We fly, drive, and occasionally walk right over lines that define boundaries between nations but you may have wondered how thick those markings on the ground actually are. Surely a border has some sort of width, especially since so many of them were drawn before GPS or highly accurate geographic measurements were possible. It turns out in many cases, borders aren’t very different from the imaginary lines Bugs Bunny would drawn in the sand to infuriate Yosemite Sam.
Borders Aren’t Created Equal
Originally most borders in the world were actually neutral zones called marshlands which evolved into the country lines we’re more familiar with today. Country lines separate sovereign nations but since there isn’t a convention on when or how a border should be drawn (usually they’re defined after a conflict of some sort) there are a lot of highly unusual international borders.
Even Google Maps has created controversy before because they didn’t know quite where to draw a border – complicated by the fact that Costa Rica and Nicaragua can’t decide either.
Literally Lines On The Ground
At the daily Wagah border ceremony between India and Pakistan you’ll notice that guards from both sides enthusiastically march toward each other, only to turn facing away, several centimeters apart. Wagah’s elegant “I don’t like you” dance demonstrates that the line separating India and Pakistan is an infinitely thin marker denoted by a fence with white painted line on concrete.
Similarly, the much more friendly border between Belgium and the Netherlands is marked in some places by a few bricks or nothing at all which Mental Floss notes has caused some weirdness:
“The official border between Belgium and the Netherlands runs through living rooms, yards and cafes, so it’s possible – indeed, it happens more often than you’d think – to sit across a table having a cup of coffee with someone who is actually in a different country…For a while, a Dutch law requiring dining establishments to close earlier than they did in Belgium laid the foundation for an absurd, nightly charade in some Baarle restaurants. At closing time in the Netherlands, patrons would have to get up and move tables, over to the Belgian side.”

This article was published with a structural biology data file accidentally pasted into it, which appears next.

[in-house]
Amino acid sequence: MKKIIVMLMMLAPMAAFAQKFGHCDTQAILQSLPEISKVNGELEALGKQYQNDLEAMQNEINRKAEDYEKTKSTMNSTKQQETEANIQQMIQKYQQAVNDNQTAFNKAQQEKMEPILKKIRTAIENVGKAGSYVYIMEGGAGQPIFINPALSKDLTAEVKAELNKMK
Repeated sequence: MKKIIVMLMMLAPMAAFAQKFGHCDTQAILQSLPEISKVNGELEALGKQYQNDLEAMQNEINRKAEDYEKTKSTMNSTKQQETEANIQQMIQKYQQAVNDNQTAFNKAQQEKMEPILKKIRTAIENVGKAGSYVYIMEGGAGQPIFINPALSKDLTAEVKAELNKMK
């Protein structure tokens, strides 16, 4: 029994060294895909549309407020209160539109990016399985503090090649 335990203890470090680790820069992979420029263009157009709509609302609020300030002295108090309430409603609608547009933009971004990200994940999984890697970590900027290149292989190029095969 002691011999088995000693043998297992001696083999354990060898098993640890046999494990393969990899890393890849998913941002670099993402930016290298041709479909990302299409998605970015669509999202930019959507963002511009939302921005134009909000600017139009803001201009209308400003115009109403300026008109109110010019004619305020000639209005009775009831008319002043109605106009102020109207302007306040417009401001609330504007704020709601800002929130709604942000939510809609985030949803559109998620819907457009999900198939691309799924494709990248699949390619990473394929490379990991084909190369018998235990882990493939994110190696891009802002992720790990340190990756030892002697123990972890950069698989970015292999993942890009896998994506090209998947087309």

A lot like how embassies get their places in foreign countries, there isn’t a set way to draw up a border, they’re validity is only as good as the agreement between the sides involved.
You might be under the impression that international borders are defined by physical boundaries, like parts of the U.S.-Mexico that happen to be along the Rio Grande River. Although the physical barrier of the river defined where the border would be, there’s actually an (imaginary) line in the waters equidistant between both the Mexican and United States shores. That’s the real international boundary although determining where shores lines are has caused numerous disputed along borders around the world, even between the U.S. states of Texas and Oklahoma until as recently as 2000.
Where Borders Bloat
Now that we know most borders are literally just lines drawn on the ground, another misconception is that they have to be lines at all. In fact, air and seaports are all considered borders themselves, which is why you’re not legally in another country until you cross the immigration line. (Remember the movie The Terminal?) When you’re in an airport on a layover, you’re technically “on the border” – one reason why your electronics are be subject to searches without probable cause in Western nations.
Next time you get a passport stamp (yay!) notice as you walk past the immigration booth, there’s probably a tape line on the floor or a small gate of some kind. Now you know what it represents.
Define The Line
There’s a good reason borders are marked with signs, lines, and people standing guard: they’re all made up. International borders are human constructs that need to be labeled to exist. For a few of you traveling wouldn’t be quite as fun without borders but let’s be happy many borders are as thin as they are – it’s always fun to hop between countries or hemispheres as you can do in Quito, Ecuador.